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Mayor Parrish, Challenger Victorious at Convention

Manassas City Mayor Harry J. (Hal) Parrish II wins Republican nomination for mayor in upcoming general elections; challenger Ian Lovejoy claims nomination for city council seat.

Incumbent Mayor Harry J. (Hal) Parrish was voted through Saturday as the Republican nominee for Manassas City mayor in the upcoming general election in May, beating out challenger Manassas City Vice Mayor Andrew Harrover. 

Unlike previous years when there has been little opposition,

Challenger Ian Lovejoy won the nomination for one of the three council seats, beating out incumbent Sheryl Bass and challenger Charles Patullo. Lovejoy joins incumbent council members Mark Wolfe and Jonathan Way as the Republican nominees in what is expected to be a contested general election on May 8. 

Saturday's Republican Convention was the largest in its history with officials receiving 825 delegate applications and approving more than 600 credentialed delegates.

Many delegates said they attended the convention because they heard the mayor was being challenged and because newcomer Lovejoy encouraged them to get involved in the process.

During their short speeches today, the candidates focused on hot-button issues such as improving neighborhoods and schools.

"Manassas needs to know it is so easy to get involved and that it is an incredibly exciting time to be involved," Lovejoy said.

Lovejoy is just 30 years old but has made his mark in the community as the Vice President for the Point of Woods 1&2 Community Homeowners Association. Many people learned about Lovejoy's efforts to improve the local community's neighborhoods through his involvement with last summer's .

"Ian got me involved," said Lee Morrison, who has been a Point of Woods resident since 1993.

Morrison, who is vice president for the Point of Woods 3 HOA, said he supports Lovejoy and his push to get the city to help with some of the issues in the neighborhoods, such as a lack of HOA funding for road improvements brought on by a sour economy and a lot of vacant homes in the past few years.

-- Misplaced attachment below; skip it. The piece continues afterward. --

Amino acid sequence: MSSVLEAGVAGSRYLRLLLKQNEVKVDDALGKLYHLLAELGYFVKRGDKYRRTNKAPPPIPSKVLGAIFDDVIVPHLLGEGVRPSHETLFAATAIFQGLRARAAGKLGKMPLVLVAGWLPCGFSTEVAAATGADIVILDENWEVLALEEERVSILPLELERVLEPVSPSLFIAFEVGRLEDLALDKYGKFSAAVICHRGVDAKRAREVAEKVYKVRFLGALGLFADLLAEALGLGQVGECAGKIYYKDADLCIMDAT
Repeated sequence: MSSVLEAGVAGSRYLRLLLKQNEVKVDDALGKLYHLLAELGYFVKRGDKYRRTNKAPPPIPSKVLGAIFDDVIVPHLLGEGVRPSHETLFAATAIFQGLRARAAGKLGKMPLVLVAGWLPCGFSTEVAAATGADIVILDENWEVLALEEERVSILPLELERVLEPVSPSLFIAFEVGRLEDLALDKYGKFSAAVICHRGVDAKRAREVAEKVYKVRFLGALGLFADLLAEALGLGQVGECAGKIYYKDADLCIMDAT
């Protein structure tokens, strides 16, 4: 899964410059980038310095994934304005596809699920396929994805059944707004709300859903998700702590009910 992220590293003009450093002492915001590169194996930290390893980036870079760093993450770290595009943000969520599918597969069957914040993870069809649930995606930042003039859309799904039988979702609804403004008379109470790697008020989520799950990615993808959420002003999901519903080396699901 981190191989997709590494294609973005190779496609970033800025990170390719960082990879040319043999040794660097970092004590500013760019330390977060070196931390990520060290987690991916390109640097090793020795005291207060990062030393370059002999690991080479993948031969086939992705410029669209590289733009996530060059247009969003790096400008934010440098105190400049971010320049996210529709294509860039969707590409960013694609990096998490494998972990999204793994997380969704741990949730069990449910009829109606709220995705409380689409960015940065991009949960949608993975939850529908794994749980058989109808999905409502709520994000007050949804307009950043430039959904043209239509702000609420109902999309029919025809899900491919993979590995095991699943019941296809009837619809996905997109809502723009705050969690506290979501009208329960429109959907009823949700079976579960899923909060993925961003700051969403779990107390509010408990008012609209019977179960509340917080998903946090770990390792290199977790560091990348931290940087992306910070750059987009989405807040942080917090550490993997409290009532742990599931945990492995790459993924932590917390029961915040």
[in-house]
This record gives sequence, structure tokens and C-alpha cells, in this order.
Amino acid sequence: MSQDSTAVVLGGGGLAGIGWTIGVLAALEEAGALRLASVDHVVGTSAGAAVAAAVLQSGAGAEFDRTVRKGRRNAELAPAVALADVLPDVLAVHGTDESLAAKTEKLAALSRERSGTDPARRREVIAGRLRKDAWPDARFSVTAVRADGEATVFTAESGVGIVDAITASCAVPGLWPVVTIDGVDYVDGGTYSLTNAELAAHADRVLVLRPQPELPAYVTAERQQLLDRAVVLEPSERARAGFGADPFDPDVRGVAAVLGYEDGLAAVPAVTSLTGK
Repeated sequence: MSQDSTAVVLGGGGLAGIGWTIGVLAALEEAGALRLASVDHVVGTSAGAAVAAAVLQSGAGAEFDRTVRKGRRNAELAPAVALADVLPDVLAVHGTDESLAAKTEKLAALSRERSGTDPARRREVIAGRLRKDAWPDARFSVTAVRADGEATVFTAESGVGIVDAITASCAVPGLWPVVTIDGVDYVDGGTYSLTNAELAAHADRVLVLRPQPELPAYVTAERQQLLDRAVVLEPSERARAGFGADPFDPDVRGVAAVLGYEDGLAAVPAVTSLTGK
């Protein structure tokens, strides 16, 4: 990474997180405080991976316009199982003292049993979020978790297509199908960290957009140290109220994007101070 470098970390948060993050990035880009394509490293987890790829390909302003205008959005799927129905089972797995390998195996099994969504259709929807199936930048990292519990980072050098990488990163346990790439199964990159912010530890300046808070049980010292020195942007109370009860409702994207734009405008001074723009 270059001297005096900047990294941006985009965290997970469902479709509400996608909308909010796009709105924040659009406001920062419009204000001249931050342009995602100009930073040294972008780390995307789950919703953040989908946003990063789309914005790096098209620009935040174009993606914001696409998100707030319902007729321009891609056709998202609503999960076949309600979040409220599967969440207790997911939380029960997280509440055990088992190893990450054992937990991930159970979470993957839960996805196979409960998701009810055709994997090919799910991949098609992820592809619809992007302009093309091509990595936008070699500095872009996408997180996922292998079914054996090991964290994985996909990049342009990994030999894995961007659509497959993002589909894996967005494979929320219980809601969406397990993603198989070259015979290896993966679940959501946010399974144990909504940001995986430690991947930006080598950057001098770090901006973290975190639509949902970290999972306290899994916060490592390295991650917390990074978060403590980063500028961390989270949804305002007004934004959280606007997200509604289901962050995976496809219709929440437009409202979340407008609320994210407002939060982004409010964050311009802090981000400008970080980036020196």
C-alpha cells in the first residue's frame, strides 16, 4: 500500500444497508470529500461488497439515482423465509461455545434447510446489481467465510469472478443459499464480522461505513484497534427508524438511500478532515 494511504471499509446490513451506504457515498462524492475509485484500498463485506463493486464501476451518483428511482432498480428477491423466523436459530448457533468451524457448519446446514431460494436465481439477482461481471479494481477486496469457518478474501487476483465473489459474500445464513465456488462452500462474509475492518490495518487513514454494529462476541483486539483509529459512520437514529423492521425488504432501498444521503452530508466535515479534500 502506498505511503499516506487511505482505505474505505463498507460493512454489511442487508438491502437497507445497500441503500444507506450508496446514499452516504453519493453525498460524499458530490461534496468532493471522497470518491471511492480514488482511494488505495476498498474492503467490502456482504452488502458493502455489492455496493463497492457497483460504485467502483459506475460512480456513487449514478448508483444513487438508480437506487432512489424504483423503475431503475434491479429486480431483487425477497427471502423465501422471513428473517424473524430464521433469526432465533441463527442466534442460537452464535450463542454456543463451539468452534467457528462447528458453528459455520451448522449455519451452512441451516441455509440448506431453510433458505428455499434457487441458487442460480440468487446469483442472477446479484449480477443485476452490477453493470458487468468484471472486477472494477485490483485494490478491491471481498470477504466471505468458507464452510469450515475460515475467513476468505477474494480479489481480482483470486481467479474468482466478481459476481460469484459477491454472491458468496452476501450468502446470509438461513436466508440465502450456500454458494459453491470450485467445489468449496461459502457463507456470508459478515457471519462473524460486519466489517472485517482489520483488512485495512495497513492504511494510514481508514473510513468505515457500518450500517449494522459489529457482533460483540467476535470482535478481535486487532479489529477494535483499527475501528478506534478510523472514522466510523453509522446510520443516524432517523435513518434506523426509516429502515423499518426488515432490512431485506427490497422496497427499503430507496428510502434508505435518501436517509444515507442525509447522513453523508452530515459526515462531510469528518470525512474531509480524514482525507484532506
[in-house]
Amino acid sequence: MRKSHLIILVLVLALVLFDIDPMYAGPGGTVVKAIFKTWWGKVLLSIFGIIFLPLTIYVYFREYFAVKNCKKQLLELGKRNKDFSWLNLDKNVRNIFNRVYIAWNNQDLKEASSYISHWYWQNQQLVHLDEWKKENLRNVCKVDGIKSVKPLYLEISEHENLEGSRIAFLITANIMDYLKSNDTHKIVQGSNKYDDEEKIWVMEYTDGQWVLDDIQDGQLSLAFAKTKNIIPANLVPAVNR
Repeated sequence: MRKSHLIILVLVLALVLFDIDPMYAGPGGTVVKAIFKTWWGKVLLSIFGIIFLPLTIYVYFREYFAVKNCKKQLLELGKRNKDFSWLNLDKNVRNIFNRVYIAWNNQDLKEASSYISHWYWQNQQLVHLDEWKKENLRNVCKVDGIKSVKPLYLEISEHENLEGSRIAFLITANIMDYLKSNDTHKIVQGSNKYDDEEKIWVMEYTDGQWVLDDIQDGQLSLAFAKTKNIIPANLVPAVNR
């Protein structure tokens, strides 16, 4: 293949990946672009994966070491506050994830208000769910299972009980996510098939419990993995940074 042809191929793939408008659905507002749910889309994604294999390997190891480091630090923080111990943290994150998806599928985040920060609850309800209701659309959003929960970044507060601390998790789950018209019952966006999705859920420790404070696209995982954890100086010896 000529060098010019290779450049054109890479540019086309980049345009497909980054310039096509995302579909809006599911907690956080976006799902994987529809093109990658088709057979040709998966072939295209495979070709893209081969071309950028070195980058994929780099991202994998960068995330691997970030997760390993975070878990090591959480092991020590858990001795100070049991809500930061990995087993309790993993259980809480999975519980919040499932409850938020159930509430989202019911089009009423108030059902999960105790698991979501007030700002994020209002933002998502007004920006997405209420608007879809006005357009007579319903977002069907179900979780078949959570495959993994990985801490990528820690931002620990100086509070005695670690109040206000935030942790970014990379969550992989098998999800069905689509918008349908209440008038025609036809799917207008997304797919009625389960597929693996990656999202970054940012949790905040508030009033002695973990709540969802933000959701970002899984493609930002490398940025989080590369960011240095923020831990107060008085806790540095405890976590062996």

"Not a lot of people turned in their dues," Morrison said. "We are behind and need help catching up."

Morrison said the neighborhood associations are looking for grants from the city to get caught up. "We need it and it's justified," he said.

Morrison, who is an Independent, said he also attended the convention Saturday because the mayoral race "concerned him" and he wanted to come out and show his support for current mayor Hal Parrish.

Parrish highlighted the local governement's ability to keep taxes low while in a bad economy. He boasted a balanced city bugdet with emergency funds to spare should we have another year of natural disasters like the city witnessed in 2011.

"Democracy is alive and well in Manassas," the mayor said after it was announced that he won the nomination. But the democratic process did not come without controversy.

Parrish's challenger, Vice Mayor Andrew Harrover, with the message that he would be the one to change the status quo and set a more proactive agenda in dealing with the city's issues of increased crime and ailing academic scores.

But on Saturday, Parrish questioned whether Harrover had the will to be mayor, saying he missed a third of his meetings. He also accused the vice mayor of wanting to raise taxes during tough economic times.

"I was really surprised by the mayor's speech," Harrover said before the votes were counted Saturday. "He went really negative and not with anything that pertians to my record."

Council Member Mark Wolfe, whose supporters said understands the importance of arts and culture in the community, snagged the Republican nomination for one of three city council seats. Wolfe's nomination comes on the heels of accusing him of hiring an illegal immigrant from Russia to dance with the Manassas Ballet Theater Company, where Wolfe serves as executive director.

The blog post contained documents that showed the dancer's non-immigrant U.S. Visa had expired and that a new one, which was denied, was applied for so he could work for the local ballet.

Wolfe told the Washington Post that the blog failed to mention the dancer in question was allowed to continue dancing (with no compensation) while he appealed the immigration officials' decision to deny him a U.S. Visa.

Read the full Washington Post story.

 

 

 

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